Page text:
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Our Town: Articulating place meanings and attachments in St. Johns using Resident-Employed Photography

Authors: Lauren Everett*, Portland State University
Topics: Human-Environment Geography, Urban and Regional Planning, Environmental Perception
Keywords: place attachment, place identity, photo voice, participatory planning, sense of place, Portland
Session Type: Poster
Day: 4/8/2020
Start / End Time: 3:20 PM / 4:35 PM
Room: Virtual Track 3
Presentation Link: Open in New Window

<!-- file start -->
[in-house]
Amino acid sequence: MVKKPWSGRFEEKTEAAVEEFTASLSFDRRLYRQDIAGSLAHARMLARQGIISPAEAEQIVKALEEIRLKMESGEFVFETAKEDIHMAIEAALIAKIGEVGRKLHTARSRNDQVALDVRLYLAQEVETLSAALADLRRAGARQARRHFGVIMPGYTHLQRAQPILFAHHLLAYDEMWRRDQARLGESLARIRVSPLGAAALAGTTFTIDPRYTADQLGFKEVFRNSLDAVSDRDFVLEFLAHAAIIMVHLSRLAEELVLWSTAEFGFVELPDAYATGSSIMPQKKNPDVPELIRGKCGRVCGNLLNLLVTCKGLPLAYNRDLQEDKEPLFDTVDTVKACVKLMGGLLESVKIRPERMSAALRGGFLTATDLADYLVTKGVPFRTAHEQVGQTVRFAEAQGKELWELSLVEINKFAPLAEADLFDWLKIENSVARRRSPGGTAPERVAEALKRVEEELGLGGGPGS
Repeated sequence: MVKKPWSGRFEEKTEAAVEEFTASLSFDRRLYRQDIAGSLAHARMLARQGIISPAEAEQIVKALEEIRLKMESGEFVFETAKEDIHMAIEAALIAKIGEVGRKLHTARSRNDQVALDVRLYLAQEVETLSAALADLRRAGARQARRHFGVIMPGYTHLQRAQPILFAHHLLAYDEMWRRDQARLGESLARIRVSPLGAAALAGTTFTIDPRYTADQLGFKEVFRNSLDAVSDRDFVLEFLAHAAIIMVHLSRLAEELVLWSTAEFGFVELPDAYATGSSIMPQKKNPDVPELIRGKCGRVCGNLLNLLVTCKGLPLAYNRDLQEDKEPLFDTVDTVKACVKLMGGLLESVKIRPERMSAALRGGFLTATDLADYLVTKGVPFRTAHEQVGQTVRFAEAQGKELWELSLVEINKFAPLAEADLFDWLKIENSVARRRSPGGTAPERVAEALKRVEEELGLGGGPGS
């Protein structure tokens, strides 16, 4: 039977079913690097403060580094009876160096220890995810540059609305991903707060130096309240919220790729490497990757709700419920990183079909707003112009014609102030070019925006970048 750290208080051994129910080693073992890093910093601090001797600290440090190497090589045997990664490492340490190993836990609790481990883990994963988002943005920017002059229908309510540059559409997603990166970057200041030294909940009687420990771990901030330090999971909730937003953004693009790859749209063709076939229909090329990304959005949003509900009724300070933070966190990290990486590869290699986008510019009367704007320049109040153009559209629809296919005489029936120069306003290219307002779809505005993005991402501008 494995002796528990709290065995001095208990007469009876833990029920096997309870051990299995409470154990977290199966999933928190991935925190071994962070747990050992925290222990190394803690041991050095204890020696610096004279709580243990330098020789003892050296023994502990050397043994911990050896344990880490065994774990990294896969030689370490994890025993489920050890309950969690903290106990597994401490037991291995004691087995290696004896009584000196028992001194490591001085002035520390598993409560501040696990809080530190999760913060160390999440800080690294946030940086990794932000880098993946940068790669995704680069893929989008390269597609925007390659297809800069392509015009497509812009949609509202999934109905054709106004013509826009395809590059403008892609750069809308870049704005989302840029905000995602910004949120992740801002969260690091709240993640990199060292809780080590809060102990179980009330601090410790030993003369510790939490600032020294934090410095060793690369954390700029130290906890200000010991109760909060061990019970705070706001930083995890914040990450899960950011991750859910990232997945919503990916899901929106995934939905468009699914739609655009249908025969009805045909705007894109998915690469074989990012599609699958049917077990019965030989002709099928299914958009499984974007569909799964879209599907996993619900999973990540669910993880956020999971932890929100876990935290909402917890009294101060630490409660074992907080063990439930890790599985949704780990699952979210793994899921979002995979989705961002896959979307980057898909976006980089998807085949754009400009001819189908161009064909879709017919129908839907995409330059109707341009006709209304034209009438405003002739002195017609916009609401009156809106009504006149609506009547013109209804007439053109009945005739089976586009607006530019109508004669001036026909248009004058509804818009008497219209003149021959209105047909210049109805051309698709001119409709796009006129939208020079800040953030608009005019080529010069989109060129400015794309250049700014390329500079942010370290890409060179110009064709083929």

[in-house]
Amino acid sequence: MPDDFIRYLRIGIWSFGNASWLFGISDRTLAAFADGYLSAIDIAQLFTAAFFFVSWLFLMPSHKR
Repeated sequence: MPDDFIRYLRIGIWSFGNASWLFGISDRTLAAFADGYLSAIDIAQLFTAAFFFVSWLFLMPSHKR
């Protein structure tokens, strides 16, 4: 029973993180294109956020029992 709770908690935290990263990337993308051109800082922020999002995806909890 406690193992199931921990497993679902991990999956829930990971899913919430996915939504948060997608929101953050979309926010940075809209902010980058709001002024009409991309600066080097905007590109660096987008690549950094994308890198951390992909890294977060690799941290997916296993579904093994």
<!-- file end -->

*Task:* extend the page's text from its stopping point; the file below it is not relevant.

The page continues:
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The St. Johns neighborhood of North Portland is known for its strong sense of identity, working class character, and diversity. Portland as a whole has experienced a major socioeconomic shift in the last ten years, and these changes have impacted St. Johns particularly severely. My research seeks to identify the place meanings that underpin sense of place, place attachment, and processes of attachment formation, among residents of the neighborhood. My research questions are: What are the objects of attachment? Why (the place meanings that underpin attachment)? And how (through what processes are attachments formed)? In what ways are the ‘why’ and ‘how’ intertwined? What are the commonalities across different variables, and how do those gesture at a holistic St. Johns essence, or sense of place? My primary method was Resident-Employed Photography, supported by participant observation and archival research. This 'photo voice' method entailed giving single-use cameras to 43 place-attached St. Johns residents and asking them to photograph and write about twelve things that explain their connection to the neighborhood. The results offer a rich, multifaceted understanding of place meanings and processes of attachment in St. Johns, and insight into what individual elements are most intrinsic to sense of place. The intention of this research is to inform planning efforts, contribute to community dialogues about the future of St. Johns, empower residents to become civically engaged, and articulate a sense of place that can be leveraged by the community in spatial struggles.

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